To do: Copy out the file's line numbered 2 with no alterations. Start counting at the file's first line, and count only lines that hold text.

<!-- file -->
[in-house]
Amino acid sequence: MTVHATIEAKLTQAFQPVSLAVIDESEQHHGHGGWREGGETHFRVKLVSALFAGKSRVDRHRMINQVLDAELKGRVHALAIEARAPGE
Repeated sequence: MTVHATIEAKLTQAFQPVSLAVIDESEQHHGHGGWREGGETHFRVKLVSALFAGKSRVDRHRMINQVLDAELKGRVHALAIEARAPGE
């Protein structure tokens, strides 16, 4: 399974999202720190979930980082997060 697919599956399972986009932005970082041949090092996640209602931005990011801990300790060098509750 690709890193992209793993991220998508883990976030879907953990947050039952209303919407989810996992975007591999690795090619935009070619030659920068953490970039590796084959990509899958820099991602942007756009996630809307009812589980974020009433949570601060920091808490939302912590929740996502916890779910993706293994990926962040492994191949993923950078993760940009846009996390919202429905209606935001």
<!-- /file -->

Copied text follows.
Amino acid sequence: MTVHATIEAKLTQAFQPVSLAVIDESEQHHGHGGWREGGETHFRVKLVSALFAGKSRVDRHRMINQVLDAELKGRVHALAIEARAPGE